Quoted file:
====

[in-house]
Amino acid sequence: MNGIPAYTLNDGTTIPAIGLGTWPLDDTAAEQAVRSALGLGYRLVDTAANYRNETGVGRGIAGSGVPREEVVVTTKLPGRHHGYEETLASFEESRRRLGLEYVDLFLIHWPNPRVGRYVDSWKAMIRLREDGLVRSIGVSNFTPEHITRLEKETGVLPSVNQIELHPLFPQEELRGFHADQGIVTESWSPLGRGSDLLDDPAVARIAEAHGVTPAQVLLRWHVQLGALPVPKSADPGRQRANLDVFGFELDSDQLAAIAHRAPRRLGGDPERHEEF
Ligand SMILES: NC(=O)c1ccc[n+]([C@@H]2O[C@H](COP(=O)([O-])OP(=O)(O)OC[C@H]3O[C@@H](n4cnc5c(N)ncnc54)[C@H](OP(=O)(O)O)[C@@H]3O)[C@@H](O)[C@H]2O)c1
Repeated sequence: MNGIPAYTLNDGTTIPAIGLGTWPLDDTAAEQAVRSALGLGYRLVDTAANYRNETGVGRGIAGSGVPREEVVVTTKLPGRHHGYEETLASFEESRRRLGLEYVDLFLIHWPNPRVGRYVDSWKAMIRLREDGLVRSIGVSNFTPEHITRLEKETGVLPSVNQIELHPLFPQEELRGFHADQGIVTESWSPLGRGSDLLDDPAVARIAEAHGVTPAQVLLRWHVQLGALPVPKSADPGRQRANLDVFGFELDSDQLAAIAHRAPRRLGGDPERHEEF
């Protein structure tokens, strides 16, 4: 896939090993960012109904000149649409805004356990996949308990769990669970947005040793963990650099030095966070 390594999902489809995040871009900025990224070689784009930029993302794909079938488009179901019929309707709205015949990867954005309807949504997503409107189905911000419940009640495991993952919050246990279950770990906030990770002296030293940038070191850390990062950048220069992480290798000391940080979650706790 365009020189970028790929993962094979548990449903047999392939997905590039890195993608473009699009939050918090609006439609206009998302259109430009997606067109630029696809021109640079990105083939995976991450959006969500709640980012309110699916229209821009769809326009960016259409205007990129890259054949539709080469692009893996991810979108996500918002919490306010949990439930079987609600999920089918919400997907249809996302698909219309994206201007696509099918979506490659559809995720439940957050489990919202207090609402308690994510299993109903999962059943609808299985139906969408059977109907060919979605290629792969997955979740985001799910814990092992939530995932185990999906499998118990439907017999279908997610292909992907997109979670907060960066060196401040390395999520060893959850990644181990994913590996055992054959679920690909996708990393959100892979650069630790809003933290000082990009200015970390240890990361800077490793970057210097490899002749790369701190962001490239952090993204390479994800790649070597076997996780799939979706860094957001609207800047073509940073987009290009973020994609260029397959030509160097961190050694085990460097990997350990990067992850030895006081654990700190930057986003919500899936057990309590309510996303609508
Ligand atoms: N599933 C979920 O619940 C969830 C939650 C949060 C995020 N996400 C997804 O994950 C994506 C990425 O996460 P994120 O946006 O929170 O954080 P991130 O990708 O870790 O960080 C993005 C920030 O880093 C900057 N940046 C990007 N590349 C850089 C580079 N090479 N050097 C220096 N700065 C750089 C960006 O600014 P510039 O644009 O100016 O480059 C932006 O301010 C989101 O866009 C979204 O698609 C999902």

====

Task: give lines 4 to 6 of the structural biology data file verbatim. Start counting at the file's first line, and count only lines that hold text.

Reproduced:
Repeated sequence: MNGIPAYTLNDGTTIPAIGLGTWPLDDTAAEQAVRSALGLGYRLVDTAANYRNETGVGRGIAGSGVPREEVVVTTKLPGRHHGYEETLASFEESRRRLGLEYVDLFLIHWPNPRVGRYVDSWKAMIRLREDGLVRSIGVSNFTPEHITRLEKETGVLPSVNQIELHPLFPQEELRGFHADQGIVTESWSPLGRGSDLLDDPAVARIAEAHGVTPAQVLLRWHVQLGALPVPKSADPGRQRANLDVFGFELDSDQLAAIAHRAPRRLGGDPERHEEF
């Protein structure tokens, strides 16, 4: 896939090993960012109904000149649409805004356990996949308990769990669970947005040793963990650099030095966070 390594999902489809995040871009900025990224070689784009930029993302794909079938488009179901019929309707709205015949990867954005309807949504997503409107189905911000419940009640495991993952919050246990279950770990906030990770002296030293940038070191850390990062950048220069992480290798000391940080979650706790 365009020189970028790929993962094979548990449903047999392939997905590039890195993608473009699009939050918090609006439609206009998302259109430009997606067109630029696809021109640079990105083939995976991450959006969500709640980012309110699916229209821009769809326009960016259409205007990129890259054949539709080469692009893996991810979108996500918002919490306010949990439930079987609600999920089918919400997907249809996302698909219309994206201007696509099918979506490659559809995720439940957050489990919202207090609402308690994510299993109903999962059943609808299985139906969408059977109907060919979605290629792969997955979740985001799910814990092992939530995932185990999906499998118990439907017999279908997610292909992907997109979670907060960066060196401040390395999520060893959850990644181990994913590996055992054959679920690909996708990393959100892979650069630790809003933290000082990009200015970390240890990361800077490793970057210097490899002749790369701190962001490239952090993204390479994800790649070597076997996780799939979706860094957001609207800047073509940073987009290009973020994609260029397959030509160097961190050694085990460097990997350990990067992850030895006081654990700190930057986003919500899936057990309590309510996303609508
Ligand atoms: N599933 C979920 O619940 C969830 C939650 C949060 C995020 N996400 C997804 O994950 C994506 C990425 O996460 P994120 O946006 O929170 O954080 P991130 O990708 O870790 O960080 C993005 C920030 O880093 C900057 N940046 C990007 N590349 C850089 C580079 N090479 N050097 C220096 N700065 C750089 C960006 O600014 P510039 O644009 O100016 O480059 C932006 O301010 C989101 O866009 C979204 O698609 C999902």